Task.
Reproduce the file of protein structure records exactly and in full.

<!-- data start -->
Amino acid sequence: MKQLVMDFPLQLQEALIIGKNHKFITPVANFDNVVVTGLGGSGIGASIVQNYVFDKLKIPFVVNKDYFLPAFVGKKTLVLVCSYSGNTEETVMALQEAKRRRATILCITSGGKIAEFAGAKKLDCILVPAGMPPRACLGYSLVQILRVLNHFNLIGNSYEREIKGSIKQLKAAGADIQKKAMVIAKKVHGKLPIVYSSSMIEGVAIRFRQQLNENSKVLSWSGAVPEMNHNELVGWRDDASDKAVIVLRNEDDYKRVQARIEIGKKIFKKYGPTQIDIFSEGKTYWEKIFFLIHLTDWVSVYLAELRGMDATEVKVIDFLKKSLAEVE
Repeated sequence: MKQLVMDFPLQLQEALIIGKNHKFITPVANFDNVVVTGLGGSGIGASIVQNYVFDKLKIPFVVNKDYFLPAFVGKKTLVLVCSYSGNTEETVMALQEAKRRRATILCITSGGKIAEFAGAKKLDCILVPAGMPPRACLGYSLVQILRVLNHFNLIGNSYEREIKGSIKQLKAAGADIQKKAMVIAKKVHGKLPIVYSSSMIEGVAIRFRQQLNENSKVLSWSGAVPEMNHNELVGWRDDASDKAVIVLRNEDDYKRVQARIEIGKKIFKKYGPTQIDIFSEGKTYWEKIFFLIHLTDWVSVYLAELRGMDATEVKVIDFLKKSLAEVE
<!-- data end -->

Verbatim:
Amino acid sequence: MKQLVMDFPLQLQEALIIGKNHKFITPVANFDNVVVTGLGGSGIGASIVQNYVFDKLKIPFVVNKDYFLPAFVGKKTLVLVCSYSGNTEETVMALQEAKRRRATILCITSGGKIAEFAGAKKLDCILVPAGMPPRACLGYSLVQILRVLNHFNLIGNSYEREIKGSIKQLKAAGADIQKKAMVIAKKVHGKLPIVYSSSMIEGVAIRFRQQLNENSKVLSWSGAVPEMNHNELVGWRDDASDKAVIVLRNEDDYKRVQARIEIGKKIFKKYGPTQIDIFSEGKTYWEKIFFLIHLTDWVSVYLAELRGMDATEVKVIDFLKKSLAEVE
Repeated sequence: MKQLVMDFPLQLQEALIIGKNHKFITPVANFDNVVVTGLGGSGIGASIVQNYVFDKLKIPFVVNKDYFLPAFVGKKTLVLVCSYSGNTEETVMALQEAKRRRATILCITSGGKIAEFAGAKKLDCILVPAGMPPRACLGYSLVQILRVLNHFNLIGNSYEREIKGSIKQLKAAGADIQKKAMVIAKKVHGKLPIVYSSSMIEGVAIRFRQQLNENSKVLSWSGAVPEMNHNELVGWRDDASDKAVIVLRNEDDYKRVQARIEIGKKIFKKYGPTQIDIFSEGKTYWEKIFFLIHLTDWVSVYLAELRGMDATEVKVIDFLKKSLAEVE